One of the industries hardest hit by coronavirus is tourism – globally, revenue is set to fall by 34.7 per cent in 2020. Pre-pandemic, the world’s biggest travel bloggers were making more than $436,000 a month; now, they’re watching their business disappear before their eyes. Alesha Bradford and Jarryd Salem, the Australian influencers behind @nomadasaurus (86,800 followers), say that work has “come to a complete halt” and website traffic is at an all-time low. “One client would cancel and we’d think, ‘That’s OK, at least we have X, Y and Z coming up,’” Bradford says. “Then another email would come in a few hours later, and before we knew it everything was gone.”
Aubrey Daquinag, an Australian travel influencer (@theloveassembly, 36,300 followers) was living in London when the pandemic hit and made the decision to return to Sydney. From there, Daquinag pivoted to vlogs, joined TikTok and crafted an e-course on content creation. “As an influencer, you can either create a stronger relationship with your audience by showing up in your unique way and adapting to world issues to get through it together,” Daquinag explains, “or choose to ignore and completely disconnect from a situation that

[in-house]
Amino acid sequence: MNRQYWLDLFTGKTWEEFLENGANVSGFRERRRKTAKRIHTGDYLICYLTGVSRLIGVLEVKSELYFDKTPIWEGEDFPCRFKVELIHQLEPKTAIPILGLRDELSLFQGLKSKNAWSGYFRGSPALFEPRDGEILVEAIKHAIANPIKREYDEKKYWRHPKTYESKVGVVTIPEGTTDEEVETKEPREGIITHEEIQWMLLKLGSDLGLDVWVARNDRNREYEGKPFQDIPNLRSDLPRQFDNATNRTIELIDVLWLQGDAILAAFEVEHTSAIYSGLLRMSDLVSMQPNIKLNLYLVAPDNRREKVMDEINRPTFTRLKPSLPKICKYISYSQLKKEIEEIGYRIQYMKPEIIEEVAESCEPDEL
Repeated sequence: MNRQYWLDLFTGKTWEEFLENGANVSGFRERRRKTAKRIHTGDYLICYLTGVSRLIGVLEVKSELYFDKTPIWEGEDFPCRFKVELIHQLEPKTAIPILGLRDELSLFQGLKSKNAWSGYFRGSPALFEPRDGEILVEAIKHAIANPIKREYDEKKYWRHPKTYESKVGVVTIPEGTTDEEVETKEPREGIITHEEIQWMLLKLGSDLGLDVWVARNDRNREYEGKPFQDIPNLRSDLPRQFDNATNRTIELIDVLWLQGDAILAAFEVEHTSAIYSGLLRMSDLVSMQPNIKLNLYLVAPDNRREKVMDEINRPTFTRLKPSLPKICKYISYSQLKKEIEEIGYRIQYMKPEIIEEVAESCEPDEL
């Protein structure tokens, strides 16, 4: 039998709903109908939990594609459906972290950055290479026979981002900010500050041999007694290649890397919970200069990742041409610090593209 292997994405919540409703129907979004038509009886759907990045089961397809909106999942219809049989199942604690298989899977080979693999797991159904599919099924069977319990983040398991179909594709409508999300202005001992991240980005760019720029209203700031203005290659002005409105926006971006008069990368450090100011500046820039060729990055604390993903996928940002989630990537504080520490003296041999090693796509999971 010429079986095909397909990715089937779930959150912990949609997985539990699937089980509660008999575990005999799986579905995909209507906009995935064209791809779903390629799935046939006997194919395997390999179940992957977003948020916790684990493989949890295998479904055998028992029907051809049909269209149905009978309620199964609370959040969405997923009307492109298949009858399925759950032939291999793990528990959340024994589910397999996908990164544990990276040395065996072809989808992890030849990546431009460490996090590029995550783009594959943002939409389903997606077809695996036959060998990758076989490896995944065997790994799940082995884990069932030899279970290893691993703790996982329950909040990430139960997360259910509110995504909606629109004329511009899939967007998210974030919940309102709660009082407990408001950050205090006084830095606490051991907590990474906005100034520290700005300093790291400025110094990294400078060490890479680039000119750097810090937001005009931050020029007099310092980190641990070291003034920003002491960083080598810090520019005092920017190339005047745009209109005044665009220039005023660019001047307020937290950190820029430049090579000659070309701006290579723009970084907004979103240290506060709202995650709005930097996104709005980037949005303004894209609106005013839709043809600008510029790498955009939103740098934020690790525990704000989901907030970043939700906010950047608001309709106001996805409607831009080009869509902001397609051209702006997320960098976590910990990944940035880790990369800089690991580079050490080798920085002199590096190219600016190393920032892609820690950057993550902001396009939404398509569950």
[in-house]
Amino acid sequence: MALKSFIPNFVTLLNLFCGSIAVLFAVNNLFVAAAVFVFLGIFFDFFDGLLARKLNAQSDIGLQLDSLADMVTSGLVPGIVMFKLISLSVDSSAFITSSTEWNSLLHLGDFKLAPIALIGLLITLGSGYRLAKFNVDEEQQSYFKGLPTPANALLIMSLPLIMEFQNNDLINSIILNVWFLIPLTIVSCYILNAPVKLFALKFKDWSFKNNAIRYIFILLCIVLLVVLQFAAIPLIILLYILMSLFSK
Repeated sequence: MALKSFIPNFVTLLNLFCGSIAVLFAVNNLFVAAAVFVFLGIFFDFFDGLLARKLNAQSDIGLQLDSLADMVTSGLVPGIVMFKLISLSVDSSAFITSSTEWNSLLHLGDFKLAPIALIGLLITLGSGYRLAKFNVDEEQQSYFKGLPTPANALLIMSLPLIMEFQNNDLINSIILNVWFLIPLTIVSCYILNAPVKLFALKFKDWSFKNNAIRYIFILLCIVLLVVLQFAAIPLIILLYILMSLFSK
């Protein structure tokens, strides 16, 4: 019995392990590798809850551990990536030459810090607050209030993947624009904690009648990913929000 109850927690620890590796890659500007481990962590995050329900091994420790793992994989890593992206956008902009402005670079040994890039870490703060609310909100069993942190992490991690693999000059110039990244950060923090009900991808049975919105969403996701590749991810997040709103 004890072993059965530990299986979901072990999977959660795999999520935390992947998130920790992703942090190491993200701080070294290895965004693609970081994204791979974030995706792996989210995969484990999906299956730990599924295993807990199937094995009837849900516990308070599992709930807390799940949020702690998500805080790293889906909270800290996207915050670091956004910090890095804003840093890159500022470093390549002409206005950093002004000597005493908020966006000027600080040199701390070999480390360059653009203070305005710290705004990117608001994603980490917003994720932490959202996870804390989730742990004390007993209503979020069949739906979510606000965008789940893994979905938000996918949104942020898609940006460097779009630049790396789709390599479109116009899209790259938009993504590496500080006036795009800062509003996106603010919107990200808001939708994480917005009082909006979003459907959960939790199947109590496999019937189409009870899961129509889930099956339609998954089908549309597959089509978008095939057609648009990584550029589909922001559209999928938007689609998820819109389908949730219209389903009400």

can actually create a closer bond.”
So what makes one influencer’s response resonate and another’s prompt angry comments and unfollows? The same thing that makes fans of Tom Hanks swoon when he sends a letter to a boy bullied at school for being called Corona, while laughing at the collective indignity of celebrities including Gal Gadot and Jamie Dornan warbling “Imagine” from within their quarantine mansions. It all comes down to self-awareness and trust. Influencer marketing specialist Victoria Harrison of The Exposure Co. says that only those with a true connection to their audience will survivethe crisis. “It has been easier for inauthenticity to slip through the cracks when masked with pretty pictures, ‘location candy’ and filters,” she explains. “Now, there’s less patience for accounts that don’t provide valuable content.”